Rockwell is suing Radwell because it alleges Radwell has been selling in the United States certain products bearing Rockwell trademarks but which are unauthorized and unlawful gray goods. Since Radwell is not an authorized dealer of Rockwell goods in the U.S., those goods Radwell has sold in the U.S. [“Radwell goods”] have entered and/or been sold in the U.S. without Rockwell’s warranty, quality control and customer support. As unauthorized gray goods bearing Rockwell’s trademarks, Radwell goods appear identical to U.S.‐authorized Rockwell goods, but lack their quality benefits and Rockwell alleges are therefore inferior. Rockwell further alleges the Radwell goods confuse the public as to their source and quality and thereby infringe Rockwell’s trademarks and are consequently unlawful.

         Rockwell also alleges that, in order to get around that Radwell was not an authorized U.S. distributor of Rockwell goods, Radwell committed fraud by creating a purchasing network of third party agents that bought Rockwell goods from Rockwell authorized distributors and sold them to Radwell. Thus, the Rockwell distributors did not know they sold goods intended for Radwell. Radwell in turn re‐sold the goods in the U.S. without authorization from Rockwell. Rockwell alleges Radwell deceived its authorized distributors to breach their distributorship agreements. Rockwell further alleges such deception constitutes fraud, tortious interference in the contractual relationships with its authorized distributors, and unfair competition under New Jersey law.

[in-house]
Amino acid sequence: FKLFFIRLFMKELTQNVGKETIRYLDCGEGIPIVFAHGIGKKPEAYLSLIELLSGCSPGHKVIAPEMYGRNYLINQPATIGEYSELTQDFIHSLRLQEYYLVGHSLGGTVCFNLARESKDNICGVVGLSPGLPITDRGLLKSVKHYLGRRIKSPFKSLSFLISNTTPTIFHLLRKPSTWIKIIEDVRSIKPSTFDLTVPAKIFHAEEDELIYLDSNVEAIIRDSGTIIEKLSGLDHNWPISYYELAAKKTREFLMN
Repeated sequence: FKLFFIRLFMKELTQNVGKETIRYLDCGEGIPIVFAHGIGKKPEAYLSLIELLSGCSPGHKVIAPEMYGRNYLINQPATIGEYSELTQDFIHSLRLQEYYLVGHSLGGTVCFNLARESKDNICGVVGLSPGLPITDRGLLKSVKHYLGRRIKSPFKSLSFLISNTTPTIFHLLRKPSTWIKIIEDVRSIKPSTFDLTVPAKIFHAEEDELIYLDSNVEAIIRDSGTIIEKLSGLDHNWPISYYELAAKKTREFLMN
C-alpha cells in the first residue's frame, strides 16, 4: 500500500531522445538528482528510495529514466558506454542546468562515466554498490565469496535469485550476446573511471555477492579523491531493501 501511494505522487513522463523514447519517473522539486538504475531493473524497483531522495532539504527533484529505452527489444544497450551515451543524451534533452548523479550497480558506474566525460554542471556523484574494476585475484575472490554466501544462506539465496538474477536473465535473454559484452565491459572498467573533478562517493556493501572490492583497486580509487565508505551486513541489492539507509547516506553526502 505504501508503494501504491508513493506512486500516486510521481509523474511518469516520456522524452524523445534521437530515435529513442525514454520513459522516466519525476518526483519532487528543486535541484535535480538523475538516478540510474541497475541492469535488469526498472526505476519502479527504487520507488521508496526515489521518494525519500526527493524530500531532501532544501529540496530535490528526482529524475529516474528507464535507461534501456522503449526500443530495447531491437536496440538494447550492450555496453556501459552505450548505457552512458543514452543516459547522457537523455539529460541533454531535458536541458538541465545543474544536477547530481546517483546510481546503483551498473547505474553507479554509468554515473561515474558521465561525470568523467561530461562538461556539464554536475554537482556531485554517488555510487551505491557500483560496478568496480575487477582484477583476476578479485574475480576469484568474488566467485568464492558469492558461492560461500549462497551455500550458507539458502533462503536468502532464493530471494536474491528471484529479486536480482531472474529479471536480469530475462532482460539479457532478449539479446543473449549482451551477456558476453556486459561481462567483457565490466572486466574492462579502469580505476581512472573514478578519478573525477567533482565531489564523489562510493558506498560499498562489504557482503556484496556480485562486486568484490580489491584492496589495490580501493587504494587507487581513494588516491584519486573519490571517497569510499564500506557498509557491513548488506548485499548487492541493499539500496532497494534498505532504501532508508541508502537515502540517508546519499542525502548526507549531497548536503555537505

On 6 September 2017, Rockwell petitioned the International Trade Commission [“ITC”] to institute an investigation of several respondents including Radwell pursuant to 19 U.S.C. §1337 [“the investigation” or “§337 investigation”][4], In the ITC petition, Rockwell alleged the same claims as in the complaint before this Court. On 10 October 2017, the ITC instituted an investigation into Rockwell claims, and, in response to Radwell’s motion to stay this litigation, on 1 November 2017, the Court ordered the stay of all discovery in this action until the related ITC proceedings were concluded.